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From: "Forthright Magazine" <forthrightmag@...>
Date: Mon, 24 Jul 2006 13:26:20 -0300
Forthright Magazine
Straight to the Cross

Our email server was down Saturday and Sunday for
software updates, so Mike's article didn't get to
you on the scheduled day. It's worth a careful
read, below, and dovetails well with the editor's
article today.

COLUMN: Final Phase

by J. Randal Matheny

   "Then they asked Jesus to leave their
   region" (Mark 5:17 NET).

Artists often present pictures of Jesus as an
effeminate and delicate person. Nothing that would
frighten anyone.

But in the region of the Gerasenes, Jesus restores
a wild man possessed by a legion of demons. "No
one was strong enough to subdue him" (verse 4).
But Jesus puts him right. And the Lord is
indirectly responsible for the death of two
thousand pigs when he permits the demons to leave
the man and enter the animals.

Frightened, the people of the region ask Jesus to
leave their area. Jesus' activity scared them,
even though it was for good. Maybe he even hit
their pocketbook by the loss of the pigs.

When Jesus enters our life, he makes a mess. To
bring order and peace, he must tear down walls,
rip up flooring, sweep away trash. To restore a
building, workers must raise a cloud of dust
tearing out what cannot stay. To restore a life
requires no less.

But some won't accept Jesus tinkering in their
life. They ask him kindly to leave -- and leave
them alone. They prefer the status quo, the tilt
of the unbalanced life, the dips of a sunken
foundation, the faded wallpaper of waning hopes.

What do you want Jesus to do today, leave you in
"peace" or stay to clean up your life?

On today's page, a link to pictures of an
effeminate Jesus and a painting of the pigs rush
to death:

COLUMN: Field Notes

Separating Wheat from Chaff
by Michael E. Brooks

   "His winnowing fan is in his hand, and he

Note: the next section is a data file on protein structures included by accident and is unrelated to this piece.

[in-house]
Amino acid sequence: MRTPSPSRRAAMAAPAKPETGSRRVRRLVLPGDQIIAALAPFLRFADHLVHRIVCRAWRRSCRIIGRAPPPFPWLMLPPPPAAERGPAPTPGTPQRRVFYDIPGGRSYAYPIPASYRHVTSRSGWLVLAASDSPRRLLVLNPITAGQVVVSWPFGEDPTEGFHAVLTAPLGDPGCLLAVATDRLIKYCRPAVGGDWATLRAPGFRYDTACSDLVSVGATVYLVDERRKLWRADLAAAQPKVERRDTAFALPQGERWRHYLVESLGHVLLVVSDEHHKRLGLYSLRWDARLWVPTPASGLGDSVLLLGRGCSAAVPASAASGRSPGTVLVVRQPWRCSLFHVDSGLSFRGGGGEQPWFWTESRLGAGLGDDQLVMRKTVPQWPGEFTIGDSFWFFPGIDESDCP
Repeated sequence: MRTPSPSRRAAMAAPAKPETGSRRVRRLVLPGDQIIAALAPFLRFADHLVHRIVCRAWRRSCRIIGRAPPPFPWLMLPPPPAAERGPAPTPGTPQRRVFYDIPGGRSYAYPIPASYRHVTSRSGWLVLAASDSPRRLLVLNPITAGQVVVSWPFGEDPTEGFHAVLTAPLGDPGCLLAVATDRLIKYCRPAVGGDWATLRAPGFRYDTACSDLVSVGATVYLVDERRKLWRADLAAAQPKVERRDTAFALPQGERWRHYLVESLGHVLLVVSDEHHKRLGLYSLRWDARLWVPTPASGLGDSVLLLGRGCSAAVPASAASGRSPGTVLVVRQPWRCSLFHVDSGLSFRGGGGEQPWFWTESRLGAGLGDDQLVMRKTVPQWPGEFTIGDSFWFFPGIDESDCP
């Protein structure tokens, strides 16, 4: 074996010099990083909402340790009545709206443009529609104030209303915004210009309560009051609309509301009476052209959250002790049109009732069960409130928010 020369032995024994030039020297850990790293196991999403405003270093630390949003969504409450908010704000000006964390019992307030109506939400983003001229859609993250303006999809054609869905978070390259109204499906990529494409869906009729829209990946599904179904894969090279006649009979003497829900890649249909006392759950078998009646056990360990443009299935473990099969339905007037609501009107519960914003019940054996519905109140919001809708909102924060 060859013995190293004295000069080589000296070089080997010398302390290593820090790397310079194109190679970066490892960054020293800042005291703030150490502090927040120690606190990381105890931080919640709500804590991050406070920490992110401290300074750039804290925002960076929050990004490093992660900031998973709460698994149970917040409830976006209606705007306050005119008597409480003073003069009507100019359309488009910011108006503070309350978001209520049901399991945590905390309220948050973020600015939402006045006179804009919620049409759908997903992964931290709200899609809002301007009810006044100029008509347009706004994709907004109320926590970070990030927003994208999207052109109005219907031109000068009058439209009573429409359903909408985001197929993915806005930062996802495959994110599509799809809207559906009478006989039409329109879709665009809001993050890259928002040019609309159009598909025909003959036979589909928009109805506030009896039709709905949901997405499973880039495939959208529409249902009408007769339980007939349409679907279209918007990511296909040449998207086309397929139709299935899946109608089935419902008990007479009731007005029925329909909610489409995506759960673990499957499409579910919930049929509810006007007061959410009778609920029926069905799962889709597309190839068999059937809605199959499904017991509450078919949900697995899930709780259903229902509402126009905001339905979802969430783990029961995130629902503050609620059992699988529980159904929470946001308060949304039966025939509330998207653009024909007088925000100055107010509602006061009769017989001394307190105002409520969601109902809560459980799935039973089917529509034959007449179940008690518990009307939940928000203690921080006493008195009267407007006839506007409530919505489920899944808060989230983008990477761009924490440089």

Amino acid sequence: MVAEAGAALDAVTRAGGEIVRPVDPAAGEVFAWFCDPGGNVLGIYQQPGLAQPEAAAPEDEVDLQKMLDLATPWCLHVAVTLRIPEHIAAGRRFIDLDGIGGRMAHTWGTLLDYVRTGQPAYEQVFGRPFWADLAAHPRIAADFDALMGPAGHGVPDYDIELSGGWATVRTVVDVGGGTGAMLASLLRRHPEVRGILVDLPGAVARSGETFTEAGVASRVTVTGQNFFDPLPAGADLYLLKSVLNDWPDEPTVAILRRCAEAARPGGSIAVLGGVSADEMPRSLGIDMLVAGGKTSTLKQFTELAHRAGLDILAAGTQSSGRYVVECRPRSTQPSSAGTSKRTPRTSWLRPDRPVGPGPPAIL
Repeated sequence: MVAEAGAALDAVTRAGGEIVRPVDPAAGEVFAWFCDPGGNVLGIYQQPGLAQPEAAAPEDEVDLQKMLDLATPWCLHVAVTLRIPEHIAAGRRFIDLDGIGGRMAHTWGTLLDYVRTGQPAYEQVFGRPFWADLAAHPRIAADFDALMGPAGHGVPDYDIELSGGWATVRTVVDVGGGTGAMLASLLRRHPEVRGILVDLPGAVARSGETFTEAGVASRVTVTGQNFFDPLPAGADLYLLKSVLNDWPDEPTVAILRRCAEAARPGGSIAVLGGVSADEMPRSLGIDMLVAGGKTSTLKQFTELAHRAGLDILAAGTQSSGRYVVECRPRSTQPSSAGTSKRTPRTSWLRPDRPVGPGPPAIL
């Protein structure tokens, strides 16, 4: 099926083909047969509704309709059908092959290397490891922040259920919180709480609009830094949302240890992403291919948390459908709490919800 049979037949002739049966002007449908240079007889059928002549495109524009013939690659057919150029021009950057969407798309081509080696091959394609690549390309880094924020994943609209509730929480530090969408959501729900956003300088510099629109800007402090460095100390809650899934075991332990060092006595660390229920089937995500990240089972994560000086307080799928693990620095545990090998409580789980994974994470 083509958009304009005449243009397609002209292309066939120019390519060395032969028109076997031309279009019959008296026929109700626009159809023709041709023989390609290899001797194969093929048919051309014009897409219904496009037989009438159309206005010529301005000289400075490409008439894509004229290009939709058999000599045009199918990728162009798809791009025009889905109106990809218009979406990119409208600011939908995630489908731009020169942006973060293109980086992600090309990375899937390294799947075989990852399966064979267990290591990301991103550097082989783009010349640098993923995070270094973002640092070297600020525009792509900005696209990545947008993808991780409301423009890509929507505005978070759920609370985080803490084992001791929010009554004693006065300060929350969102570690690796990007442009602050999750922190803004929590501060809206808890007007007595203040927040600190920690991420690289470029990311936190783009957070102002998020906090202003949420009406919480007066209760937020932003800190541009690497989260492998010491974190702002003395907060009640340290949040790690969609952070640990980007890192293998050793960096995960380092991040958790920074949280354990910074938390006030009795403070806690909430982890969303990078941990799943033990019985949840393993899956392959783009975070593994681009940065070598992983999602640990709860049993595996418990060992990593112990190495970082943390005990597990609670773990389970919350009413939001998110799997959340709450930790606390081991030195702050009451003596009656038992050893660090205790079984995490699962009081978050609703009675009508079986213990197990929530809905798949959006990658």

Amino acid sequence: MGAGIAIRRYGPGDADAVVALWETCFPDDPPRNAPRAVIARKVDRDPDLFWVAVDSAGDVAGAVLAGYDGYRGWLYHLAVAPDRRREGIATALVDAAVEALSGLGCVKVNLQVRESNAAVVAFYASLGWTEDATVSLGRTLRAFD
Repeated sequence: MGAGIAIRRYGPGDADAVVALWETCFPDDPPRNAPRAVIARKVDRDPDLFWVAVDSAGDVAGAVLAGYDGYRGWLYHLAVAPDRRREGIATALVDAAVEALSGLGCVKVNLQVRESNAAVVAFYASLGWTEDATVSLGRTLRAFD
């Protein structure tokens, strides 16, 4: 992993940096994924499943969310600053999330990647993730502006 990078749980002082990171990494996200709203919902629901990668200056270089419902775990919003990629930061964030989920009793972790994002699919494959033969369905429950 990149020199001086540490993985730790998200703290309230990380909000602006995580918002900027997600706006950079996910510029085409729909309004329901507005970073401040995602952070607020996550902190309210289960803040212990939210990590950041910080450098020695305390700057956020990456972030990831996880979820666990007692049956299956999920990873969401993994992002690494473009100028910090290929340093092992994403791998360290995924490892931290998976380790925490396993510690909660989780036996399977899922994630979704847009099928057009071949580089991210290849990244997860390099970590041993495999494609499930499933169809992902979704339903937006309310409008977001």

will thoroughly clean out his threshing
   floor, and gather the wheat into his barn;
   but the chaff he will burn with
   unquenchable fire" (Luke 3:17).

I have a vivid memory from a trip into Rasuwa
District in Nepal's Himalayas. It is of a young
girl standing on the stone "patio" of her home,
tossing grain into the air from a flat woven
bamboo tray. The wind off the mountains blew the
husks of the grain out into the deep gorge
overlooked by the house while the heavier grain
settled back into the tray.

Agricultural methods and overall lifestyle have
not changed much in many hundreds of years in the
remote areas of third world nations. Nepal's
fields are still plowed with yokes of oxen or
buffalo. Most people walk wherever they go; in
many areas there is no other transportation. Homes
are without electricity, running water, or other
amenities. Yet the needs and desires are much the
same as those of more developed cultures.

One need is to thresh grain. Put simply this is
the process of separating the useful from the
worthless. Husks or chaff are inedible. Once it
has protected the kernel of seed from the elements
during growth, its usefulness is finished. It has
no value as food -– in fact it is a liability or
even a hazard. After picking the grain, the first
essential process is to get the grain away from
the husk.

There is obvious symbolic potential in this
process. John the Baptist uses it to describe the
justice of Christ. In his ministry as the Christ,
Jesus will separate the wheat (righteous people)
from the chaff (wicked), preserving the one and
destroying the other. One has great value before
God; the other is hindrance and hazard.

We might see the same symbolism in many aspects of
life. Wherever we look there is the intermingling
of valuable and worthless things. Often it is
difficult or even impossible to benefit from the
good until it has been completely disassociated
from the bad. It may be companions, recreational
activities, entertainment media, or many other
fields. The need of "threshing" is the same.

There is also a lesson in the method of separation
used by the girl in my memory. The wind blew the
light husks, but allowed the heavier grain to fall
back into the tray. Useless things are of light
weight and little substance. In fact, that can be
used in most cases as a diagnostic test. If there
is no weight, if wind blows it easily, it is
probably worthless. This may be true of people. We
sometimes say of someone, "He (or she) is a
lightweight," meaning that he is unimportant, of
no consequence. It is equally true of concepts,
philosophies, activities, and other such matters.

Things that make a difference in life have real
substance to them. They impact people and cause
improvement and progress. Meaningless activities
or ideas may look or sound nice but have no real
effect. They are blown away by the wind, leaving
that of real meaning behind.

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